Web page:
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Elizabeth [HD DVD] [Import]

4 out of 5 stars 360 customer reviews

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• IMPORTANT NOTICE: This high-definition disc will only play in an HD DVD player. It will not play in a Blu-ray player or a PS3.

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Product Details

  • Actors: Cate Blanchett, Geoffrey Rush, Christopher Eccleston, Joseph Fiennes, Richard Attenborough
  • Directors: Shekhar Kapur
  • Writers: Michael Hirst
  • Producers: Alison Owen, Debra Hayward, Eric Fellner, Liza Chasin, Mary Richards
  • Format: Color, Widescreen, NTSC, Import
  • Language: English
  • Subtitles: French
  • Subtitles for the Hearing Impaired: English
  • Aspect Ratio: 1.85:1
  • Number of discs: 1
  • MPAA Rating: R
  • Studio: Universal Music Group
  • Release Date: Sept. 18 2007
  • Run Time: 124 minutes
  • Average Customer Review: 4.0 out of 5 stars 360 customer reviews
  • ASIN: B000RF7XZI
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Product Description

One of the big Elizabethan-era films of 1998, Shekhar Kapur's Elizabeth serves up a brimming goblet of religious tension, political conspiracy, sex, violence, and war. England in 1554 is in financial and religious turmoil as the ailing Queen "Bloody" Mary attempts to restore Catholicism as the national faith. She has no heir, and her greatest fear--that her Protestant half-sister Elizabeth will assume the throne after her death--is realized. Still, the late Queen Mary has her loyalists. The newly crowned Elizabeth finds herself knee-deep in dethroning schemes while also dodging assassination attempts. Her advisers (including Sir William Cecil, superbly played by Richard Attenborough) beg her to marry any one of her would-be suitors to stabilize England's empire. No matter that she already has a lover. The passionate Robert Dudley (Joseph Fiennes) is married, however, and shows he cannot stand up to the growing strength of the Queen. With the help of her aide Walsingham (Geoffrey Rush), Elizabeth strikes against her enemies before they get to her first. But her rise ultimately entails rejecting love and marriage to redefine herself as the indisputable Virgin Queen.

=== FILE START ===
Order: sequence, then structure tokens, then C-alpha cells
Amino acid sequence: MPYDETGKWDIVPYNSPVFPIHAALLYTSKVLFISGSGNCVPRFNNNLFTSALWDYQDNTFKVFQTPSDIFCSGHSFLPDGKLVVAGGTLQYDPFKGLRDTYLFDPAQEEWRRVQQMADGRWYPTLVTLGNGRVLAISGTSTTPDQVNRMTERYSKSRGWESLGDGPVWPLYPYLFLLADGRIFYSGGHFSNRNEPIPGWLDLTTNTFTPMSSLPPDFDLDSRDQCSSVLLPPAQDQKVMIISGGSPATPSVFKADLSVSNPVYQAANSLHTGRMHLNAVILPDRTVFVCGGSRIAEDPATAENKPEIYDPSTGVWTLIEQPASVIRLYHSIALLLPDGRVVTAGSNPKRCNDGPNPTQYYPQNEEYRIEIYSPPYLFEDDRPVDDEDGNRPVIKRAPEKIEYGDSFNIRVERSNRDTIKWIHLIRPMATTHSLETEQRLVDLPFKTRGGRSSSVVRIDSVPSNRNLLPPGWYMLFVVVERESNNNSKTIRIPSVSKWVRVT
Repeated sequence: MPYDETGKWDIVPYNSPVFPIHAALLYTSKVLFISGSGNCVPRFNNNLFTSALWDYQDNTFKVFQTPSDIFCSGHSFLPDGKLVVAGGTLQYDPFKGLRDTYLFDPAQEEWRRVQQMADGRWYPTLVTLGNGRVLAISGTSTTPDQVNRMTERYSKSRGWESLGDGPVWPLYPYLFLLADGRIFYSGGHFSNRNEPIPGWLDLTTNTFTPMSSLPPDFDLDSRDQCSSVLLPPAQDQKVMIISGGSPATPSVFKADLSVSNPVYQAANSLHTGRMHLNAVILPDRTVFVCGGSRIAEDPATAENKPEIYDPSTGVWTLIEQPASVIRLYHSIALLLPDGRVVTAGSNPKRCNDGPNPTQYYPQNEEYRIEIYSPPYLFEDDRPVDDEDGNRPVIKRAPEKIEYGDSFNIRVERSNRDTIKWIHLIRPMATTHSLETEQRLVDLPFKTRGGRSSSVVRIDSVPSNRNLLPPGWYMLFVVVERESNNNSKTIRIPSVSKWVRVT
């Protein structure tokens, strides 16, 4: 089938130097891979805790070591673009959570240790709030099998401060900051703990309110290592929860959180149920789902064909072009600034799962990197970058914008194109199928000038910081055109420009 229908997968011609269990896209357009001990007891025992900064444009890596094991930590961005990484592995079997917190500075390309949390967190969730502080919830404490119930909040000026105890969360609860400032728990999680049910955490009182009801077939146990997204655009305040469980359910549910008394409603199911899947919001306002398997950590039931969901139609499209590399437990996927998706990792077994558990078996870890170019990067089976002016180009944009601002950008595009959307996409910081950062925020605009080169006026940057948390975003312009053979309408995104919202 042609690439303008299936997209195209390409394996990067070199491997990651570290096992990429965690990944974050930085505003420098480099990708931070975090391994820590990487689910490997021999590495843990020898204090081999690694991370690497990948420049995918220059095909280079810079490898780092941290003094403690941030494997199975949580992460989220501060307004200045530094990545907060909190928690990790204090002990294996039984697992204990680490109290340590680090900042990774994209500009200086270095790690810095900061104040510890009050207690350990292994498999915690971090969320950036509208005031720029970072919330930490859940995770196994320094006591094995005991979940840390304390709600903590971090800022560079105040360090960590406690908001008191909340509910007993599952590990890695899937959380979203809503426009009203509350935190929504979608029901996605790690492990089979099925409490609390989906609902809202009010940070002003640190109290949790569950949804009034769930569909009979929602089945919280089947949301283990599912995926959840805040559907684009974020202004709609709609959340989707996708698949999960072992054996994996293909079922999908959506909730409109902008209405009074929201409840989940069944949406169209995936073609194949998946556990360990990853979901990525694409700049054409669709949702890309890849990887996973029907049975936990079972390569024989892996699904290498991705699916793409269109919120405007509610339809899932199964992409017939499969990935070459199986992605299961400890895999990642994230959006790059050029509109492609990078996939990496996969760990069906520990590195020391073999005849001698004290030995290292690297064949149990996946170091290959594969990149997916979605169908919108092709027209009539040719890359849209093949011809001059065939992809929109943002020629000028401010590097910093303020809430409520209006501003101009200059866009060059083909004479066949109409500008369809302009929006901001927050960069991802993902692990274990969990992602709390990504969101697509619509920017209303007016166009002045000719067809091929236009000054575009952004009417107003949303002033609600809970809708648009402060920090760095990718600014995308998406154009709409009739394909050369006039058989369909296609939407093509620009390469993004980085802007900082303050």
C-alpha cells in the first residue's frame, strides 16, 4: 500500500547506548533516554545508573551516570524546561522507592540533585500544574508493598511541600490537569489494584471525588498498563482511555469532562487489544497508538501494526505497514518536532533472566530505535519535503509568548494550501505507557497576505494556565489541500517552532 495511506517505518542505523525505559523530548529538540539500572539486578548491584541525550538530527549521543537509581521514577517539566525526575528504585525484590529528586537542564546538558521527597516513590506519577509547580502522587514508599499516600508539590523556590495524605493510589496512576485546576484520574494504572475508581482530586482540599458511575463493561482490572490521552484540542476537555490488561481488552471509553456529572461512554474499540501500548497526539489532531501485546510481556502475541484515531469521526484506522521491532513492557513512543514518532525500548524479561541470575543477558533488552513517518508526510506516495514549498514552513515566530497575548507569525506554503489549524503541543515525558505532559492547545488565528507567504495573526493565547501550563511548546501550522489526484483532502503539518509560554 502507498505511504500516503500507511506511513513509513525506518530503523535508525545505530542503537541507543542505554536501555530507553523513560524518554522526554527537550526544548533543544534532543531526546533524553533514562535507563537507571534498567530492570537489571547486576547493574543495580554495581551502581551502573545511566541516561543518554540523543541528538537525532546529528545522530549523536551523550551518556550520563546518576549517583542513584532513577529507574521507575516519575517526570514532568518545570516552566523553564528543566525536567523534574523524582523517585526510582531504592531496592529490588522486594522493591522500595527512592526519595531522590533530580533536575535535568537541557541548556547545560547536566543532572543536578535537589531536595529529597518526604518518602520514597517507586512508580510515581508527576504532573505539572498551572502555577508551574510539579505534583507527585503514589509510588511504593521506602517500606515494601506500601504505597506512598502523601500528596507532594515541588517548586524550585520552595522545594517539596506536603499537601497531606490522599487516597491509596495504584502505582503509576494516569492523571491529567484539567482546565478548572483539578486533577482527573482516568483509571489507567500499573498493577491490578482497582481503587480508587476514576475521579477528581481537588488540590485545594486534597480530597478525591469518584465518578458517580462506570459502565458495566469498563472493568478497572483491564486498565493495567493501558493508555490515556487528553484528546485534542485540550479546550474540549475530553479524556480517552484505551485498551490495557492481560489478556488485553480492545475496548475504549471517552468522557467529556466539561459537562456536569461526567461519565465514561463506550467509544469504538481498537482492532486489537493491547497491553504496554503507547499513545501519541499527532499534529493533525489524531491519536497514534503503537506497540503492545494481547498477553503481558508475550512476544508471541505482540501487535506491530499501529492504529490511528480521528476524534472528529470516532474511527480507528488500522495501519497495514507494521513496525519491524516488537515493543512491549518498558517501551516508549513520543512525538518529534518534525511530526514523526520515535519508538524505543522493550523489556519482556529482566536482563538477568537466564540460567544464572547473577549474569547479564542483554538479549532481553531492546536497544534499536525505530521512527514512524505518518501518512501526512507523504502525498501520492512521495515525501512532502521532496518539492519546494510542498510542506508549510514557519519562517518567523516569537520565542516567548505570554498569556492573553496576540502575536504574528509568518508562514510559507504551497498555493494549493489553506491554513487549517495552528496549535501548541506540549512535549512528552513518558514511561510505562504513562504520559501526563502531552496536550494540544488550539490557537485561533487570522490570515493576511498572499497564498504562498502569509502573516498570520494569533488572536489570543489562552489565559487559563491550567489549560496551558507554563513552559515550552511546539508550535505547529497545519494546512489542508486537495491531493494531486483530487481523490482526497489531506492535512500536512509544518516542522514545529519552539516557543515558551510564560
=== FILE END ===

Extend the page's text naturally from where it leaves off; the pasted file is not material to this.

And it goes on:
Cate Blanchett's Oscar-nominated performance as the naive and vibrant princess who becomes the stubborn and knowing queen is both severe and sympathetic. Her ethereal, pale beauty is equal parts fire and ice, her delivery of such lines as "There will be only one mistress here and no master!" expressed with command rather than hysterics. As striking as Blanchett's performance is the film's lavish and dramatic production design. The cold, dark sets paired with the lush costuming show the golden age of England's monarchy emerging from the Middle Ages. Rich velvet brushes over the dank stones while power is achieved at any price, and with such attention to physical detail, Elizabeth fully immerses you into its compelling chronicle of pioneering feminism and revisionist history. --Shannon Gee --This text refers to an out of print or unavailable edition of this title.

Customer Reviews

Top Customer Reviews

Format: DVD
Elizabeth is a well acted and entertaining movie, with some very well done performances and is visually stunning. The problem is that the writers decided to change so many events, that it ends up unnecessarily distorting the actual history.
To see a factual, well-acted, and still superb movie of the same era, get the 1971 film "Mary Queen of Scots" with Vanessa Redgrave. Not only does this follow the actual events, but the drama of 2 queens battling for power is so forcibly played that you can watch it over and over
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Format: DVD
i adored this film,
it is a sumptuous production, the cast list itself is dazzling, cate makes a great queen bess, being the precocious, high-spirited young girl, to the newly crowned queen, being violently awakened to the role she has inherited, to the jaded & disillusioned older queen.
visually cate portrays regal grace & elegance & also the vanity that apparently was this queen's achilles!
joseph fiennes expresses a puppy dog devotion, but shows more conscience & less ruthless cunning than is legend of dudley's ambitions.
emily mortimer playing kat ashley, who i believe was in reality, quite an elderly woman, being elizabeth's childhood nanny.